Thursday, December 16, 2010
The foursome are together again in Zen Ghosts, a tale to be shared at Halloween or really anytime.
More reflective than frightening but spooky nonetheless, Zen Ghosts begins with the young siblings getting costumes ready the day before Halloween. Stillwater asks them after the trick or treating to meet him at the big stone wall promising to take them to a storyteller. After a journey to his home along an unfamiliar path they find themselves before a giant panda storyteller who surprisingly enough appears to bear a close resemblance to Stillwater. But how could that be? He is sitting next to them waiting to listen to the tale. Holding up a brush the panda says, I am going to draw you a story...
Strokes of his brush reveal the lives of Senjo and her beloved Ochu, friends through childhood. Surely they are meant to spend all their days together loving one another as husband and wife but the fates have other plans for them. But can those destined to be together ever be separated?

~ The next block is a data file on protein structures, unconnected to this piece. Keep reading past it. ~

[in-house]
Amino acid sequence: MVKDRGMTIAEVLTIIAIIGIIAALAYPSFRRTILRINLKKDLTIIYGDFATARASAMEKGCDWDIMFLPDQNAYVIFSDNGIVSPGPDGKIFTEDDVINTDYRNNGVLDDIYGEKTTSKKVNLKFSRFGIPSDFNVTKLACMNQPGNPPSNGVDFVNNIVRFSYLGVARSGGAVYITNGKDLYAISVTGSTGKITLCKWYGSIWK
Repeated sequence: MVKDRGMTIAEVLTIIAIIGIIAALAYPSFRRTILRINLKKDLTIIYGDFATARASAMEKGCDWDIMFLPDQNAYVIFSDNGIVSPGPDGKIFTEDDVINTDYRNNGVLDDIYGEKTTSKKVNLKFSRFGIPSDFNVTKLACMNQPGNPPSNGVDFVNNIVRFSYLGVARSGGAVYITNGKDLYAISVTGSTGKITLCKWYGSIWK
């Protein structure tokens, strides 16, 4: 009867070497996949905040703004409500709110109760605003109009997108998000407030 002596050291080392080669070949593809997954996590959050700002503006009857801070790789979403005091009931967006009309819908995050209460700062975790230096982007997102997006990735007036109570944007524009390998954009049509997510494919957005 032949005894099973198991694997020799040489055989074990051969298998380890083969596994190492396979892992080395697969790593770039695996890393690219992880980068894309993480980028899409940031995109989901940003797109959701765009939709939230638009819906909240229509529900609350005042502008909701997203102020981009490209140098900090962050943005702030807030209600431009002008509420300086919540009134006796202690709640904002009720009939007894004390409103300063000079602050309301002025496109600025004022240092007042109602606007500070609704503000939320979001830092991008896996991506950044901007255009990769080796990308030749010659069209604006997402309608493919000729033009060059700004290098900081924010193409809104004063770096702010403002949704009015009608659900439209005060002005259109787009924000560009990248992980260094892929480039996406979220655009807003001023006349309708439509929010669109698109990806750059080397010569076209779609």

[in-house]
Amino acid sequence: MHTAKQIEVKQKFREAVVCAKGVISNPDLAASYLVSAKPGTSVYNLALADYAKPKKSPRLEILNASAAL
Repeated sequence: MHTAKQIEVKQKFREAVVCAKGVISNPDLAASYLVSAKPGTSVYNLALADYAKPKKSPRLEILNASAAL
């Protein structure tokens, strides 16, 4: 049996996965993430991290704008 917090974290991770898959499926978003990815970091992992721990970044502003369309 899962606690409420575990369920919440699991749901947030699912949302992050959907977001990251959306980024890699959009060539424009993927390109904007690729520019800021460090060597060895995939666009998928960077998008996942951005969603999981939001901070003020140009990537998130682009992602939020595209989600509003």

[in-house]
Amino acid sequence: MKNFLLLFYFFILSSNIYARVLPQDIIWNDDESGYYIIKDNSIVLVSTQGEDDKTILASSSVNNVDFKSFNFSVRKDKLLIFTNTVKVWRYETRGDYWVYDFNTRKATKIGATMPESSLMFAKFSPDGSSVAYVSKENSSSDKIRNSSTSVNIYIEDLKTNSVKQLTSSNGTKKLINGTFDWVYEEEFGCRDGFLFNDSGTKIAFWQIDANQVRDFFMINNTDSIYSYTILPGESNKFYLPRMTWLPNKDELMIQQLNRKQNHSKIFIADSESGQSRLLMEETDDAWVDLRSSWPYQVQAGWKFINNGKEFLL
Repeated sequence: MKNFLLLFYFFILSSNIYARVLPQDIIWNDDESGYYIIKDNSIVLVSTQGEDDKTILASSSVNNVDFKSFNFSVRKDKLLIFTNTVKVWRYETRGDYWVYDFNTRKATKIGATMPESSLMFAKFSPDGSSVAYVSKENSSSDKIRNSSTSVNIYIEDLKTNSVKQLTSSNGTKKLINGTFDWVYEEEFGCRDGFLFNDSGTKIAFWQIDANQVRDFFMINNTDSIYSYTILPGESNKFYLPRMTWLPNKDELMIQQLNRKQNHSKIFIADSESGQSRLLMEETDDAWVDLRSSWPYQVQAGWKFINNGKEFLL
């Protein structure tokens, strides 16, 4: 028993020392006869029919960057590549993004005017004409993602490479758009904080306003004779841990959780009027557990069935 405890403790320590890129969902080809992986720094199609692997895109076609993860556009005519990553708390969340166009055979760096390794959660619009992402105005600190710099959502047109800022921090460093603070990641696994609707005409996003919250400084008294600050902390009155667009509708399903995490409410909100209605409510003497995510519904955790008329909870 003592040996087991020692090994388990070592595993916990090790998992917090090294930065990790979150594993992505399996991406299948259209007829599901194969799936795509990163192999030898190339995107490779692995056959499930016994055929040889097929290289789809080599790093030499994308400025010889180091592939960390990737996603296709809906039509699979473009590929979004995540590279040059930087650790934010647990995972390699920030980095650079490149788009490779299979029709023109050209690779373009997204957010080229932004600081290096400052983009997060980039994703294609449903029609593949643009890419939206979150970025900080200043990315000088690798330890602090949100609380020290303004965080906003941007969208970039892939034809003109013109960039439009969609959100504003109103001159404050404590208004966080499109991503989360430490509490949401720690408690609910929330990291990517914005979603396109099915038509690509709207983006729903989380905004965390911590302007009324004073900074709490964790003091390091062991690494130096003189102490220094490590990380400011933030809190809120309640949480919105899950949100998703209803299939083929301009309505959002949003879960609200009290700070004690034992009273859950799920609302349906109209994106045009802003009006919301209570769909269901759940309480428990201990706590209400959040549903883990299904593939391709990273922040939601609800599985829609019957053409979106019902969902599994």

As Jon Muth states in his author's note at the book's end this is a great ghost story. But he goes on to share his purpose for writing and illustrating this particular Buddhist koan. His very thoughtful comments and questions about children facing the issue of duality early and throughout their lives are beneficial and enlightening just as they are meant to be.
Watercolor illustrations soft, inviting and begging to be touched create the perfect mood for this latest Zen book. The initial endpapers of ghosts and jack-o-lanterns come-to-life scampering across a neighborhood street are sure to entice a quiet smile as will the two-page spread showing all the children trick or treating. Showing the pirate owl on the closing endpapers offers readers the opportunity to continue contemplating the story within the story. Mr. Jon Muth through his carefully rendered visuals and spare text has presented we lucky readers within another volume to be treasured.